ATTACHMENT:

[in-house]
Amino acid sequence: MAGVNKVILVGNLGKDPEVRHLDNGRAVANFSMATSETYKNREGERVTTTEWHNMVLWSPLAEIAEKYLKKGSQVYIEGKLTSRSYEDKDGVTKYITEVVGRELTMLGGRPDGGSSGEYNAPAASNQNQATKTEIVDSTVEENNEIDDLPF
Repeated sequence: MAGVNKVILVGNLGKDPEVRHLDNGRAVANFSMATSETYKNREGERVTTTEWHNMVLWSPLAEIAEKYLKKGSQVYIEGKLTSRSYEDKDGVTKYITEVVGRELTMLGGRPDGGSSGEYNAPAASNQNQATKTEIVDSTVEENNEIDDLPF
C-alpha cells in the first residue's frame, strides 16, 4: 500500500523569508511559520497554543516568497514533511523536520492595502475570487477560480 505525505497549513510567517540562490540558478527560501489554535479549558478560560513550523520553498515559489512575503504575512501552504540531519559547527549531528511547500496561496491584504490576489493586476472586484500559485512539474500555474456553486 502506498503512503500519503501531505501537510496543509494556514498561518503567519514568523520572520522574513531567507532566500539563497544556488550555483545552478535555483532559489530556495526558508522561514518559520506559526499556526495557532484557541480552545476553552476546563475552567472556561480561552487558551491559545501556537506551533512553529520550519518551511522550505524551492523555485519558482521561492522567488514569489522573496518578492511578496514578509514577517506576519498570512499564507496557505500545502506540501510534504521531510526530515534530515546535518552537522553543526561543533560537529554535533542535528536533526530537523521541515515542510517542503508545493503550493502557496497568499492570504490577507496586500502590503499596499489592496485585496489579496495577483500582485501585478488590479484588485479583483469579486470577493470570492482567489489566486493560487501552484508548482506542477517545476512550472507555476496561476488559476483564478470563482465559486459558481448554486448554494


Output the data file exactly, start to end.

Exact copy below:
[in-house]
Amino acid sequence: MAGVNKVILVGNLGKDPEVRHLDNGRAVANFSMATSETYKNREGERVTTTEWHNMVLWSPLAEIAEKYLKKGSQVYIEGKLTSRSYEDKDGVTKYITEVVGRELTMLGGRPDGGSSGEYNAPAASNQNQATKTEIVDSTVEENNEIDDLPF
Repeated sequence: MAGVNKVILVGNLGKDPEVRHLDNGRAVANFSMATSETYKNREGERVTTTEWHNMVLWSPLAEIAEKYLKKGSQVYIEGKLTSRSYEDKDGVTKYITEVVGRELTMLGGRPDGGSSGEYNAPAASNQNQATKTEIVDSTVEENNEIDDLPF
C-alpha cells in the first residue's frame, strides 16, 4: 500500500523569508511559520497554543516568497514533511523536520492595502475570487477560480 505525505497549513510567517540562490540558478527560501489554535479549558478560560513550523520553498515559489512575503504575512501552504540531519559547527549531528511547500496561496491584504490576489493586476472586484500559485512539474500555474456553486 502506498503512503500519503501531505501537510496543509494556514498561518503567519514568523520572520522574513531567507532566500539563497544556488550555483545552478535555483532559489530556495526558508522561514518559520506559526499556526495557532484557541480552545476553552476546563475552567472556561480561552487558551491559545501556537506551533512553529520550519518551511522550505524551492523555485519558482521561492522567488514569489522573496518578492511578496514578509514577517506576519498570512499564507496557505500545502506540501510534504521531510526530515534530515546535518552537522553543526561543533560537529554535533542535528536533526530537523521541515515542510517542503508545493503550493502557496497568499492570504490577507496586500502590503499596499489592496485585496489579496495577483500582485501585478488590479484588485479583483469579486470577493470570492482567489489566486493560487501552484508548482506542477517545476512550472507555476496561476488559476483564478470563482465559486459558481448554486448554494